Apple has been fined $8.5 million in France over how personalized advertising works on the iPhone. France’s CNIL data protection agency (National Commission on Informatics and Liberty) issued the €8 million penalty against Apple as the result of an investigation.
“Following a complaint about the processing of personalization of advertising ads broadcast on the App Store, the CNIL carried out several checks in 2021 and 2022 to verify compliance with the applicable regulations,” writes the CNIL.
“The CNIL services have found that under the old version 14.6 of the iPhone operating system, when a user went to the App Store, identifiers for several purposes, including purposes of customizing advertising ads displayed on the App Store, were by default automatically read on the terminal without collecting consent.”
France’s data protection agency explains that the large penalty is based on “processing limited to the App Store, by the number of people concerned in France and the profits that the company derives from advertising revenues indirectly generated from the data collected by these identifiers and by the fact that the company has since become compliant.”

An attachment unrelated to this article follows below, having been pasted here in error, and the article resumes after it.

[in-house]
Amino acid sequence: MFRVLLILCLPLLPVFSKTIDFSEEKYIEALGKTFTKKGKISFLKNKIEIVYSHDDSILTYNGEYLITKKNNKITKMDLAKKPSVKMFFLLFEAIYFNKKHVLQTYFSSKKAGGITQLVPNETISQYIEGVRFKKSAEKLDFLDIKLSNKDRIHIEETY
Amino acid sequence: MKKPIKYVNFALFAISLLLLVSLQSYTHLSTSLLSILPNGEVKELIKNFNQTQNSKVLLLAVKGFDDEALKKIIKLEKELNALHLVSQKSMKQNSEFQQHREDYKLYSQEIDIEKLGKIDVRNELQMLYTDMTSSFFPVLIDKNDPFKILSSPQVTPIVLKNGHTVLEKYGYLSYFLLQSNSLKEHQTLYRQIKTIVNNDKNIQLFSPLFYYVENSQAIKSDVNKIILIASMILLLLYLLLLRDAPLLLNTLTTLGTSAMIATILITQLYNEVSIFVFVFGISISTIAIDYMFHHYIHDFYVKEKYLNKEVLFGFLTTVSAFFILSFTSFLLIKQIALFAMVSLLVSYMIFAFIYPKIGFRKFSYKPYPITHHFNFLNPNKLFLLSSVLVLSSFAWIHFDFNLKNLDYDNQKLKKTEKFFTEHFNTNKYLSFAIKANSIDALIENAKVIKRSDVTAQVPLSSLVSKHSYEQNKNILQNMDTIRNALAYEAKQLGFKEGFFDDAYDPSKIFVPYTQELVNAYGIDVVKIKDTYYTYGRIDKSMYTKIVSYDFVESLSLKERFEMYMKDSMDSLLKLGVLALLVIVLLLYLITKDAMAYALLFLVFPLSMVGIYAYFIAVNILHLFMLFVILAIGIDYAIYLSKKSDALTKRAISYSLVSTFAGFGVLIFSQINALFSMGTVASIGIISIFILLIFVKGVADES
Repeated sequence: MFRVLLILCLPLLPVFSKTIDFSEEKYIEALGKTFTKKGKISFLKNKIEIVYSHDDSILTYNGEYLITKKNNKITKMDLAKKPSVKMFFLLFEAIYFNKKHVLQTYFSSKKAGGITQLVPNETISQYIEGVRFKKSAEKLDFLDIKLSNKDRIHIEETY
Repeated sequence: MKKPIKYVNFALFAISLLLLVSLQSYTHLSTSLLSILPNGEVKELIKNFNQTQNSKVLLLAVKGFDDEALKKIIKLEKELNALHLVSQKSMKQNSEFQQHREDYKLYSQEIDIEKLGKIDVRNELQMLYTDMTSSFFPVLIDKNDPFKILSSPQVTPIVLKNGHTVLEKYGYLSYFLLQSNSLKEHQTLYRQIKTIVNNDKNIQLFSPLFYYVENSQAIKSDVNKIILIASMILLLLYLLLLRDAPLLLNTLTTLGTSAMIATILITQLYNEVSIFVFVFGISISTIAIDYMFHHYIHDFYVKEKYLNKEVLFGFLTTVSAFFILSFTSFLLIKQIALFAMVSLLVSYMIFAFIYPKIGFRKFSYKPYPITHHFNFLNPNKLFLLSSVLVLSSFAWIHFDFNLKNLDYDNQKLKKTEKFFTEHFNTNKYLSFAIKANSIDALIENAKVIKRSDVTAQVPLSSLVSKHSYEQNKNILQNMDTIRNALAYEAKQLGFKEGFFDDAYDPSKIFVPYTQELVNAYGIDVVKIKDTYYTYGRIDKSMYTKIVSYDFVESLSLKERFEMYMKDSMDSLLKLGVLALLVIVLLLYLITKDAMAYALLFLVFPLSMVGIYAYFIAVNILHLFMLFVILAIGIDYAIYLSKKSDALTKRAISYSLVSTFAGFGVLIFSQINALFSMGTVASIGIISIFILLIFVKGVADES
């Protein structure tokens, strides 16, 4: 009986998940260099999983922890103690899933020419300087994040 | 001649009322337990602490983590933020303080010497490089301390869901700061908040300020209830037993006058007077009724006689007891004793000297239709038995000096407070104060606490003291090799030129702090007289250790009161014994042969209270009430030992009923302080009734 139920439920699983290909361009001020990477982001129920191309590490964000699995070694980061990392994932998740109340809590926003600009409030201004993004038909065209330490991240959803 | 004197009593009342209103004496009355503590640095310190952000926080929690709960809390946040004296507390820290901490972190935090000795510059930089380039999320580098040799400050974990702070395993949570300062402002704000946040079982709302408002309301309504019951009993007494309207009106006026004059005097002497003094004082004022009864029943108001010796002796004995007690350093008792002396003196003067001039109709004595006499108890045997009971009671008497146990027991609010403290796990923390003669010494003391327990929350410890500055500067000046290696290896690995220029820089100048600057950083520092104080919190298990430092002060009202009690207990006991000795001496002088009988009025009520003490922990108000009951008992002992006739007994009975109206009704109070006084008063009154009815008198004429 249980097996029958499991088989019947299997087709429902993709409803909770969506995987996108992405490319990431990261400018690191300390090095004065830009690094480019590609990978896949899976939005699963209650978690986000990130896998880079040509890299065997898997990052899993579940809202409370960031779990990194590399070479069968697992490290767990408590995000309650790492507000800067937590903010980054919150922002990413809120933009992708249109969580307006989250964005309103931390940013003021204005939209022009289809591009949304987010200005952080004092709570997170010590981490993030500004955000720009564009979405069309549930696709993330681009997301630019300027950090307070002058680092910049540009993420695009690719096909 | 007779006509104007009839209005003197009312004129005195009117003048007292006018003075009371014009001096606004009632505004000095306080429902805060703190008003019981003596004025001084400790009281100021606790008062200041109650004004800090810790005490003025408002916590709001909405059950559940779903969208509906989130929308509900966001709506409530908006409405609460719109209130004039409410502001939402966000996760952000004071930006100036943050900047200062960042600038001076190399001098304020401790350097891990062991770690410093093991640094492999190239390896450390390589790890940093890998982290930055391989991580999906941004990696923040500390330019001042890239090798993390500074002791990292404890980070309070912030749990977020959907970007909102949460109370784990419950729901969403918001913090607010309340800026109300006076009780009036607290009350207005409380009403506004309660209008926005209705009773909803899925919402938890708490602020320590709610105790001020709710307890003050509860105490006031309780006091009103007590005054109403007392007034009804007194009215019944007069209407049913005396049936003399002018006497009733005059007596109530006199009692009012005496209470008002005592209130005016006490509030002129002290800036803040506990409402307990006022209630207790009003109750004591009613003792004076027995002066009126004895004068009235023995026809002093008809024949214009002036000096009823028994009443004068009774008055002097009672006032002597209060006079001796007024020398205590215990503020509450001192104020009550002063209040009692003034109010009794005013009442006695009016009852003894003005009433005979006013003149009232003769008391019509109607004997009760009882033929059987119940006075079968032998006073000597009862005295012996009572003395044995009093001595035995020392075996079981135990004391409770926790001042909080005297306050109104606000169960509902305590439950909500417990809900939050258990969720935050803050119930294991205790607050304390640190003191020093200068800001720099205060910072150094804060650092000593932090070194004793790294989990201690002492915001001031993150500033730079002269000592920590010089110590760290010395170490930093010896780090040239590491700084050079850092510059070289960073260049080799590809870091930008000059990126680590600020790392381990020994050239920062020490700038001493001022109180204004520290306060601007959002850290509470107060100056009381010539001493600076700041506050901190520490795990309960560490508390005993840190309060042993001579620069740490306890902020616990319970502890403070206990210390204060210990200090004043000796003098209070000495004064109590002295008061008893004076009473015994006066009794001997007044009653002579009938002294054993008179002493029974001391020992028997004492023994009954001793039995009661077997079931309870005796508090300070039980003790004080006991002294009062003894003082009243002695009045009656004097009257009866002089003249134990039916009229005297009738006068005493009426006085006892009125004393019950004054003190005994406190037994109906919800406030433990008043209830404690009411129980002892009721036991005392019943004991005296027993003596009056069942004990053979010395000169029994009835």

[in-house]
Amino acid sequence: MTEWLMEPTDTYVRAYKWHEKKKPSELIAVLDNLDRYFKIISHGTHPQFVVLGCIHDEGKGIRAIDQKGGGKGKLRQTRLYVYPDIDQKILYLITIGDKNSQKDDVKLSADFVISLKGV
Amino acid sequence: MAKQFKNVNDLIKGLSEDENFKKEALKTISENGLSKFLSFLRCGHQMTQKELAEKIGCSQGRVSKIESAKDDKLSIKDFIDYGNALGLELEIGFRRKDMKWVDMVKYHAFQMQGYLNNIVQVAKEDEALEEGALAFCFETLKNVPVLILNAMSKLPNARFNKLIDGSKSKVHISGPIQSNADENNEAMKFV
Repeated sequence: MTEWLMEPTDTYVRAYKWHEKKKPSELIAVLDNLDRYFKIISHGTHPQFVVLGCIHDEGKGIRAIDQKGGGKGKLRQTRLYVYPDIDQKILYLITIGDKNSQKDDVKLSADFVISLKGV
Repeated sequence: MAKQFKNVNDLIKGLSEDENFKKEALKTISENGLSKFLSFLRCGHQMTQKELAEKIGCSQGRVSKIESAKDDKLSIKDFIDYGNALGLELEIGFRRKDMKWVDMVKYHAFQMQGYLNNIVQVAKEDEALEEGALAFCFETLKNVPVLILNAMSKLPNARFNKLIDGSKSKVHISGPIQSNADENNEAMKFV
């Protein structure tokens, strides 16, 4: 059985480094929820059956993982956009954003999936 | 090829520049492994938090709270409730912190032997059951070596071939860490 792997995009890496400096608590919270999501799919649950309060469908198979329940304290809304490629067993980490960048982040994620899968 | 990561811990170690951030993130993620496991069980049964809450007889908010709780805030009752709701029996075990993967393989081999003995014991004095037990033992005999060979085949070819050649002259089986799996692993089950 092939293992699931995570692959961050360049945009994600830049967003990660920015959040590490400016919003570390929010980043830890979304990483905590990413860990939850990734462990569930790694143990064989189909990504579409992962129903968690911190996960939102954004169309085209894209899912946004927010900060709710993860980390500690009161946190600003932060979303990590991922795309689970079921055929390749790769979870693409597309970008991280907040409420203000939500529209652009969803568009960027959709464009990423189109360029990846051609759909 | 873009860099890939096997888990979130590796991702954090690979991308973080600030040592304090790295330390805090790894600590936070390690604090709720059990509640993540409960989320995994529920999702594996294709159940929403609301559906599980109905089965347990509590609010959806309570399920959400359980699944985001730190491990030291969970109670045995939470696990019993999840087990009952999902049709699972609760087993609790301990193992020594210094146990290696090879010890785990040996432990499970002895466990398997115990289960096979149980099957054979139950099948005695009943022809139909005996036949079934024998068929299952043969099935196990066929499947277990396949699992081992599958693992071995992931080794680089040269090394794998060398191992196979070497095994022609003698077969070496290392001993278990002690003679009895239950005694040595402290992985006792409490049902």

Apple issued a statement (via FT’s Patrick McGee) responding to the CNIL decision today:
We are disappointed with this decision given the CNIL has previously recognized that how we serve search ads in the App Store prioritizes user privacy, and we will appeal.
Apple Search Ads goes further than any other digital advertising platform we are aware of by providing users with a clear choice as to whether or not they would like personalized ads.
Additionally, Apple Search Ads never tracks users across 3rd party apps and websites, and only uses first-party data to personalize ads. We believe privacy is a fundamental human right and a user should always get to decide whether to share their data and with whom.
French data regulators launched the probe into Apple and how it used customer data to serve App Store ads back in March 2021.
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